Oil prices: Nigeria’s economy still vulnerable – LCCI

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The Lagos Chamber of Commerce and Industry (LCCI) has said Nigeria’s economy is still vulnerable to external shocks due to fluctuations in global oil prices.

LCCI President, Mrs Toki Mobogunje said this in Lagos while addressing newsmen on a theme, “State of the Nigerian Economy”.

She said the mono-product nature of the economy would continue to expose the nation to volatility in the global oil market with its attendant consequences on the economy.

Mabogunje called on the Federal Government to intensify diversification efforts and embrace structural reforms to attract private investment and stimulate economic growth.

According to her, businesses still struggle to survive owing to the multiplicity of levies, infrastructure challenges, sluggish growth, excessive regulation, high cost of credit and unfavourable government policies.

She said the challenges confronting the growth of businesses had remained in spite of the country’s upward movement by 15 places in the ease of doing business ranking.

The LCCI president advised government to vigorously implement friendly policies to support expansion of businesses.

Speaking on inflation, Mabogunje advised the government to stem rising consumer prices through increased investment in infrastructure, especially power and transportation.

“The inflation rate, at 11.98 per cent in December, was the fourth consecutive month of rising inflation. Rising inflation has a profound welfare effect on citizens as it weakens purchasing power, as heightened food inflation naturally escalates poverty conditions.

“Policymakers need to worry about the increasingly intense inflationary conditions, especially the food component of inflation,” she said.

This Mabogunje said, would help bridge the supply gaps and reduce transportation costs.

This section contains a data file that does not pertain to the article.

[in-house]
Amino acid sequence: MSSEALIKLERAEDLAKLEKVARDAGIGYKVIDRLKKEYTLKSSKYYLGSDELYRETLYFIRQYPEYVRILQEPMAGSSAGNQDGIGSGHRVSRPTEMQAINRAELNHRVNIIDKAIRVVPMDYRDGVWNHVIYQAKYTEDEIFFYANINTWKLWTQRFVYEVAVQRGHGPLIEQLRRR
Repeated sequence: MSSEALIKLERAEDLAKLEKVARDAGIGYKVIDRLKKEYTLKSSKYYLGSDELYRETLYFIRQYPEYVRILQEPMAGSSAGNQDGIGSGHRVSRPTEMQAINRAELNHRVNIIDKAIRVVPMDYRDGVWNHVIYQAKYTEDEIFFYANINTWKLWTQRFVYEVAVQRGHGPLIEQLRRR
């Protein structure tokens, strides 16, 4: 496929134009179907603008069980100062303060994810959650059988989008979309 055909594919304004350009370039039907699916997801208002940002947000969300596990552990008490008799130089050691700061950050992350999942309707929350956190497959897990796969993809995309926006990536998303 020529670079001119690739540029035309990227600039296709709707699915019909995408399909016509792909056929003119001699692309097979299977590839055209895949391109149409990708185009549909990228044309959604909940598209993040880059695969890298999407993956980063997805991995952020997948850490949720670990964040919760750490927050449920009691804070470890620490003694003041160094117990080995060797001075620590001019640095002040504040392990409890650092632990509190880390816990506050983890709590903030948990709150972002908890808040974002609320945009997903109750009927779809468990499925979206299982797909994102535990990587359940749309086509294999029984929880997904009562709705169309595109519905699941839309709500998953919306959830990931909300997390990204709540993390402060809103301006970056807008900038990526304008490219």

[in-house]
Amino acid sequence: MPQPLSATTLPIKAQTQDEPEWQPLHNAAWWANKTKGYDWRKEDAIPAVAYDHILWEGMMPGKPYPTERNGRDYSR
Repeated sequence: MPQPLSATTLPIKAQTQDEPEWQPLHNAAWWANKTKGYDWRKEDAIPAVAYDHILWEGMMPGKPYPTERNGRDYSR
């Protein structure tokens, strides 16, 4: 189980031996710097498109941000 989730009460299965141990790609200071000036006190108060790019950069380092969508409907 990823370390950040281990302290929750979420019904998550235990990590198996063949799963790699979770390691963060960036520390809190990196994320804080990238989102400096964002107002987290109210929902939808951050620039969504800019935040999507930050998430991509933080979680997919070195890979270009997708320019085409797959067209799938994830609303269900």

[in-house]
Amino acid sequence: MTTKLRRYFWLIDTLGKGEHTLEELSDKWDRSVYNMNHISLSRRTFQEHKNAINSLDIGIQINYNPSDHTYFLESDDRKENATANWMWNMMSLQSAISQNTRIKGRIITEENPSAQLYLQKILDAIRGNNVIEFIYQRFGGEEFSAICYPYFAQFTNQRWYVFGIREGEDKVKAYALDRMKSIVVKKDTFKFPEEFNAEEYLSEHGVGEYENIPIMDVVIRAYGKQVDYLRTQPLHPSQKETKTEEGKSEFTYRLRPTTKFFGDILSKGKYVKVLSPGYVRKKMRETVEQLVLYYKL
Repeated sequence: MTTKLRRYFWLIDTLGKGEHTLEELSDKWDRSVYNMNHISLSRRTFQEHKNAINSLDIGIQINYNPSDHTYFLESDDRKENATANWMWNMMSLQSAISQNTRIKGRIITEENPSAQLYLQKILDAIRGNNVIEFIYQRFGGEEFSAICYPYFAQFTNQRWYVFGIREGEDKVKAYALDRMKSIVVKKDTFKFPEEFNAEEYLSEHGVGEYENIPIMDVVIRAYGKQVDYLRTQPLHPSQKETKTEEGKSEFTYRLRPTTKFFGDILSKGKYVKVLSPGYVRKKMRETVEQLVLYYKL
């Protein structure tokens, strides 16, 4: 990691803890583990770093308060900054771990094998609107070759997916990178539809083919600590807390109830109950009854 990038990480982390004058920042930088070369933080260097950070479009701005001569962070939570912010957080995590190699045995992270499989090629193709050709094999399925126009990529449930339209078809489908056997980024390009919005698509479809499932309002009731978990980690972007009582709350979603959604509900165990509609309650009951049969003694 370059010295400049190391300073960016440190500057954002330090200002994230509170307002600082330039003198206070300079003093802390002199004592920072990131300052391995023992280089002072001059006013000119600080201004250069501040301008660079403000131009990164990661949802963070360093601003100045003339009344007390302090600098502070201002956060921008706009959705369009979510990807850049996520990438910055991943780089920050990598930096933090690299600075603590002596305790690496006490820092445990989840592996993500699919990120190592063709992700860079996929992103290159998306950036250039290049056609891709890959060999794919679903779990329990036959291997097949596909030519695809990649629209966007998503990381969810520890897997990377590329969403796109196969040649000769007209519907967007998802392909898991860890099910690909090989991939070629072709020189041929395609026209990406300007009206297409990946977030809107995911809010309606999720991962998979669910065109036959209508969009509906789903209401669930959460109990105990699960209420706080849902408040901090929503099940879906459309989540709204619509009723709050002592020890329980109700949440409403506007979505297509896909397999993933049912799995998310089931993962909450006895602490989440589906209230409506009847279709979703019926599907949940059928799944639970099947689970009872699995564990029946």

On foreign exchange and external reserves, she said the approach of supporting the reserves with foreign portfolio investment were unsustainable.

The LCCI president said there will be problems if portfolio investors develop apathy for Nigerian assets.

She also noted that the current security situation in the country has devastating implications for business activities, economic growth, food production and investment. Mabogunje urged the government to ensure a concrete and sustainable means of reducing youth unemployment by stimulating investment across all sectors of the economy.

On 2020 budget, she urged the government and its agencies to release performance reports to stakeholders and the general public on a periodic basis.

Speaking on the adoption of Eco as a common currency within the ECOWAS sub-region, Mabogunje noted that the change had no significant implication on the Nigerian economy.

She, however, explained that the manner of adoption of the currency by the francophone countries raised concern around the mutual confidence levels between the anglophone and francophone countries in the region.

“Currency issues are not the biggest issues in the integration process in ECOWAS, as the bigger issues are around non-tariff barriers to trade. The challenges of weak compliance with the ECOWAS protocols, especially around the ECOWAS Trade liberalisation scheme and connectivity between countries in the sub-region are major problems. It is important to get priorities right as far as economic integration issues are concerned,” she said.

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